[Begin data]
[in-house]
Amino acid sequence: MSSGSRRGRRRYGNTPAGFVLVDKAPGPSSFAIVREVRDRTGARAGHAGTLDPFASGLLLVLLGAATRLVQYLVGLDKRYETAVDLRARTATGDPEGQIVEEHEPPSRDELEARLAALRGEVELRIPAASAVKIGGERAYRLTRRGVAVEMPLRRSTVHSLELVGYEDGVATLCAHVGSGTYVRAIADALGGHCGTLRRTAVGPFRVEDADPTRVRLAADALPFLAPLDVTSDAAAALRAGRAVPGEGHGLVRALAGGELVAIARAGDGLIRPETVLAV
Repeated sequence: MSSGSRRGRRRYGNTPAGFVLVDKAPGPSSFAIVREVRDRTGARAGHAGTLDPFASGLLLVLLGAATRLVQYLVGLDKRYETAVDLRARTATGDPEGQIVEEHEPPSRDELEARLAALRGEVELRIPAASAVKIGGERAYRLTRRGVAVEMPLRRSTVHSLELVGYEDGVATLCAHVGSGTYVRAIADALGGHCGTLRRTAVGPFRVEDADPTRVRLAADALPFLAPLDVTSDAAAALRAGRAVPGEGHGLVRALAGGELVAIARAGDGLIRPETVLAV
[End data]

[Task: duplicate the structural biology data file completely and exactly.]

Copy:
[in-house]
Amino acid sequence: MSSGSRRGRRRYGNTPAGFVLVDKAPGPSSFAIVREVRDRTGARAGHAGTLDPFASGLLLVLLGAATRLVQYLVGLDKRYETAVDLRARTATGDPEGQIVEEHEPPSRDELEARLAALRGEVELRIPAASAVKIGGERAYRLTRRGVAVEMPLRRSTVHSLELVGYEDGVATLCAHVGSGTYVRAIADALGGHCGTLRRTAVGPFRVEDADPTRVRLAADALPFLAPLDVTSDAAAALRAGRAVPGEGHGLVRALAGGELVAIARAGDGLIRPETVLAV
Repeated sequence: MSSGSRRGRRRYGNTPAGFVLVDKAPGPSSFAIVREVRDRTGARAGHAGTLDPFASGLLLVLLGAATRLVQYLVGLDKRYETAVDLRARTATGDPEGQIVEEHEPPSRDELEARLAALRGEVELRIPAASAVKIGGERAYRLTRRGVAVEMPLRRSTVHSLELVGYEDGVATLCAHVGSGTYVRAIADALGGHCGTLRRTAVGPFRVEDADPTRVRLAADALPFLAPLDVTSDAAAALRAGRAVPGEGHGLVRALAGGELVAIARAGDGLIRPETVLAV